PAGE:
About an hour into the documentary Twist of Faith, Tony Comes tells a dirty joke about priests and little boys. It's a crummy joke, and it's weird to watch him tell it - after all, he says he was molested by a priest when he was a teenager, as do the two men he's casually chatting with. But you want to laugh with them in sympathy -- the wisecracking obviously helps the men bond together and manage their grief. When the Catholic Church sex-abuse scandal first came to light in 2002, stories about victims soon blurred together, making it difficult to comprehend the extent of the psychic damage. Kirby Dick's film is a powerful corrective, then: by providing an intimate portrait of the emotional struggle of a single victim, Twist clarifies just how damaging the abuse is, and how easily it can contaminate others' lives.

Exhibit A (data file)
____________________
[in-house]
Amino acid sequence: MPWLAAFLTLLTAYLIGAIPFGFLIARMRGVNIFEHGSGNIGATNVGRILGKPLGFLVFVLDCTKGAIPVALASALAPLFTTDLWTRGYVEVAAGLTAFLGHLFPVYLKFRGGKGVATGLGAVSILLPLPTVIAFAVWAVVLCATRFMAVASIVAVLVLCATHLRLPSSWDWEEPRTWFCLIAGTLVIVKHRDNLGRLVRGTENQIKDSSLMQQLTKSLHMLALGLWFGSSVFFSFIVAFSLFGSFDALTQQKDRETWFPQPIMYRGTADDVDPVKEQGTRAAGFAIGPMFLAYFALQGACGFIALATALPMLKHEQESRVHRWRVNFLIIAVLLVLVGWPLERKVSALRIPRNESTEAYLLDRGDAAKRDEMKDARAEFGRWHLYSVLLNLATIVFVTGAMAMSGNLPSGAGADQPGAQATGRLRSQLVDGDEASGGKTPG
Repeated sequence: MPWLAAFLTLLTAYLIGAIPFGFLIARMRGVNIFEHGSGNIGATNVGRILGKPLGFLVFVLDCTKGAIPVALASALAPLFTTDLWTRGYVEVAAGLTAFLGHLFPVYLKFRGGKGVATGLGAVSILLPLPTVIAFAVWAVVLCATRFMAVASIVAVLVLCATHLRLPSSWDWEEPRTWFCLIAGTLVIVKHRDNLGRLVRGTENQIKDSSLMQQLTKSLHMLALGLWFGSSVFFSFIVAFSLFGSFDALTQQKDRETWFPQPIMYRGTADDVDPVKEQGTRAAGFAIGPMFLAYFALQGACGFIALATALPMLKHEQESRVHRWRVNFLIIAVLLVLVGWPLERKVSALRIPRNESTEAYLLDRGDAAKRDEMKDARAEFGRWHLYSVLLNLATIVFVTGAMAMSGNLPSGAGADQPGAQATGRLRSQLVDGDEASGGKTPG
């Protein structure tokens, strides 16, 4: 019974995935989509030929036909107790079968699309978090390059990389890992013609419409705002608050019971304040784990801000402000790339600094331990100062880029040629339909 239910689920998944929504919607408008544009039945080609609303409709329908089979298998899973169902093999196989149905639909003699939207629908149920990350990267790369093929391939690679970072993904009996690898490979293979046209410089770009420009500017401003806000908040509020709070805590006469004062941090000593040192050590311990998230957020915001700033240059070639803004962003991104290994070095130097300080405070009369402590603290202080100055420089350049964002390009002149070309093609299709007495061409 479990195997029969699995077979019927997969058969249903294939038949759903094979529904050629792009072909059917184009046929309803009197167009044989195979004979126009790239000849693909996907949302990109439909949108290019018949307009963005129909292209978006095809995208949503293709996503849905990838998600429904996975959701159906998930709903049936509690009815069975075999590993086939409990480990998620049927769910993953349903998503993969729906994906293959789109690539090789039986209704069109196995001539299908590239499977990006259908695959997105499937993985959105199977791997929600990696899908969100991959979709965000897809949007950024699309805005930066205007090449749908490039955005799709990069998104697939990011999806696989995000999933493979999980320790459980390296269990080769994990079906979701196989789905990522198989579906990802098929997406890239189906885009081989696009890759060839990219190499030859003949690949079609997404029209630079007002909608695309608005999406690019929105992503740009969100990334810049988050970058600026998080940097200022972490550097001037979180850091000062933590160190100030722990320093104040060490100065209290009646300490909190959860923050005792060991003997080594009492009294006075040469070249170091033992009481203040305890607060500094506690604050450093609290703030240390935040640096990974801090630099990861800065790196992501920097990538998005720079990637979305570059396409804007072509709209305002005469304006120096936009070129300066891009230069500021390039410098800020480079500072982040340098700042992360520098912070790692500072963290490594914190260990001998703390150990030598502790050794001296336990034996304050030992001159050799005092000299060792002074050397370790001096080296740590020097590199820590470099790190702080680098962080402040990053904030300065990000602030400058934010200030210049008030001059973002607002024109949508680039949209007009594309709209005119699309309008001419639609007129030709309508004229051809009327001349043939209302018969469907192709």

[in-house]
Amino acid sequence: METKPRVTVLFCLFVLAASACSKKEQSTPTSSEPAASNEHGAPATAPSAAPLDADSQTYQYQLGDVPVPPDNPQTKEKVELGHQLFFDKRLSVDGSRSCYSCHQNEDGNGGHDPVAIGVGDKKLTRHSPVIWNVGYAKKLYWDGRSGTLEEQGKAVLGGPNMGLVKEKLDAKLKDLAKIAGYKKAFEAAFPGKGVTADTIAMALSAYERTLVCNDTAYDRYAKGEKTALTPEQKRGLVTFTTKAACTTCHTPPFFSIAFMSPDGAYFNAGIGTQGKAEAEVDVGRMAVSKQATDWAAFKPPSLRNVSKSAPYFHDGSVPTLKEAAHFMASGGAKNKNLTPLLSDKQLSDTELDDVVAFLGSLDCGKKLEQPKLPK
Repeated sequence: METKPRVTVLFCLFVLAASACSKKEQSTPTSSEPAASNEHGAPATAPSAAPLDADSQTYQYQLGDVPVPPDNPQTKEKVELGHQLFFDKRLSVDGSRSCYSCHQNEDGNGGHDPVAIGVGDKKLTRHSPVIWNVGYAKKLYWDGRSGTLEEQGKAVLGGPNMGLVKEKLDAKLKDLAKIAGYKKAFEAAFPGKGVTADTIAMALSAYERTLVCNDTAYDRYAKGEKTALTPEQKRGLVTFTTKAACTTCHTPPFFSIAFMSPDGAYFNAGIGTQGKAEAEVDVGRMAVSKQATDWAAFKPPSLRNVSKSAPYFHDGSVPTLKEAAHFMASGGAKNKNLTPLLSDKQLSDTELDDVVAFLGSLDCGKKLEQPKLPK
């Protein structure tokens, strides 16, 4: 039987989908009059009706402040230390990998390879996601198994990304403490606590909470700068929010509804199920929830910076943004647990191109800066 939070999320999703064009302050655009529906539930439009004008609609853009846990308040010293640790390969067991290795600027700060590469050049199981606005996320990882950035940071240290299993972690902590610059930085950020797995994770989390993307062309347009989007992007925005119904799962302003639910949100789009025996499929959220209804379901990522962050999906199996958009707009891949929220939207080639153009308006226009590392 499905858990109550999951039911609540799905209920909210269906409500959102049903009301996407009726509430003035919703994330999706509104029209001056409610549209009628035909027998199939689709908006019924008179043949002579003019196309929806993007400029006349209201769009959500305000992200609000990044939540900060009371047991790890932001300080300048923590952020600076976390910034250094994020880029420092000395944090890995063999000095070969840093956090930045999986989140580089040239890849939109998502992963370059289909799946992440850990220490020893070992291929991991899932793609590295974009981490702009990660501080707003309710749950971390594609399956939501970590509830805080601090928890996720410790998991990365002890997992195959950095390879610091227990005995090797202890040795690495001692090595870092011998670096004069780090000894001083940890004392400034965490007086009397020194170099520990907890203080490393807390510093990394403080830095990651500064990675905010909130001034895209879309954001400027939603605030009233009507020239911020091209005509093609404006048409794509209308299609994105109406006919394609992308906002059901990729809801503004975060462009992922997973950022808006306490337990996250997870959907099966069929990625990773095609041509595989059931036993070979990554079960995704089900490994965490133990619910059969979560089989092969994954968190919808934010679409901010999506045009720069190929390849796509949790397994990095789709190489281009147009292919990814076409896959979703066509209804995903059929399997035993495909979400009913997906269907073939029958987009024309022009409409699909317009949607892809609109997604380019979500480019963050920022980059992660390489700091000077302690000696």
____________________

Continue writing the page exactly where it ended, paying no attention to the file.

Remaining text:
Dick has a remarkably articulate and self-aware subject in Comes. A firefighter in his early 30s living in Toledo, Ohio, with his wife and two kids, Comes speaks candidly about how the alleged molester, Dennis Gray, brought him and his classmates up to a cottage retreat, plied them with alcohol, and raped them. He recalls Gray's offhand comments about how Comes was the sort of guy who'd screw up a wet dream. "Was this part of some conditioning process?" he wonders. "It screws with you." He's also keenly attuned to the sad ironies that his past has created in his adult life, like the fact that his drive to his therapist's office requires him to pass his old church. His wife, Wendy, was forced to adjust as well; she explains how Comes' past history has forced them to change the way they act in the bedroom, and indeed brought a level of neurosis to nearly everything they do.

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